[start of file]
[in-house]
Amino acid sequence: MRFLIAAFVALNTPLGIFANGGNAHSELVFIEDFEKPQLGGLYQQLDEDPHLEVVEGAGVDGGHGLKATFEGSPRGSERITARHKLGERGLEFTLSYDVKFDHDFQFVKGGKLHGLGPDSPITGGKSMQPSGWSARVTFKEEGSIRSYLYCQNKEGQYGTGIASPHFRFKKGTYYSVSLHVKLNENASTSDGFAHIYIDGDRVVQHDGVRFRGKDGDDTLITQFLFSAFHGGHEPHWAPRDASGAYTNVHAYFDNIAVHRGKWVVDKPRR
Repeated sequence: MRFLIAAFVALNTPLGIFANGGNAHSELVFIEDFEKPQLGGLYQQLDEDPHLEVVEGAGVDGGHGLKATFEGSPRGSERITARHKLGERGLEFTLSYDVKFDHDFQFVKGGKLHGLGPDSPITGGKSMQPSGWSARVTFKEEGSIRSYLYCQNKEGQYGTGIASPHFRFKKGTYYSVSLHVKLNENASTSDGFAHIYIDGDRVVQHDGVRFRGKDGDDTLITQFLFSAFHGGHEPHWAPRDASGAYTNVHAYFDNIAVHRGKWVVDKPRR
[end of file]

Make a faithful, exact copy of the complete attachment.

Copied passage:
[in-house]
Amino acid sequence: MRFLIAAFVALNTPLGIFANGGNAHSELVFIEDFEKPQLGGLYQQLDEDPHLEVVEGAGVDGGHGLKATFEGSPRGSERITARHKLGERGLEFTLSYDVKFDHDFQFVKGGKLHGLGPDSPITGGKSMQPSGWSARVTFKEEGSIRSYLYCQNKEGQYGTGIASPHFRFKKGTYYSVSLHVKLNENASTSDGFAHIYIDGDRVVQHDGVRFRGKDGDDTLITQFLFSAFHGGHEPHWAPRDASGAYTNVHAYFDNIAVHRGKWVVDKPRR
Repeated sequence: MRFLIAAFVALNTPLGIFANGGNAHSELVFIEDFEKPQLGGLYQQLDEDPHLEVVEGAGVDGGHGLKATFEGSPRGSERITARHKLGERGLEFTLSYDVKFDHDFQFVKGGKLHGLGPDSPITGGKSMQPSGWSARVTFKEEGSIRSYLYCQNKEGQYGTGIASPHFRFKKGTYYSVSLHVKLNENASTSDGFAHIYIDGDRVVQHDGVRFRGKDGDDTLITQFLFSAFHGGHEPHWAPRDASGAYTNVHAYFDNIAVHRGKWVVDKPRR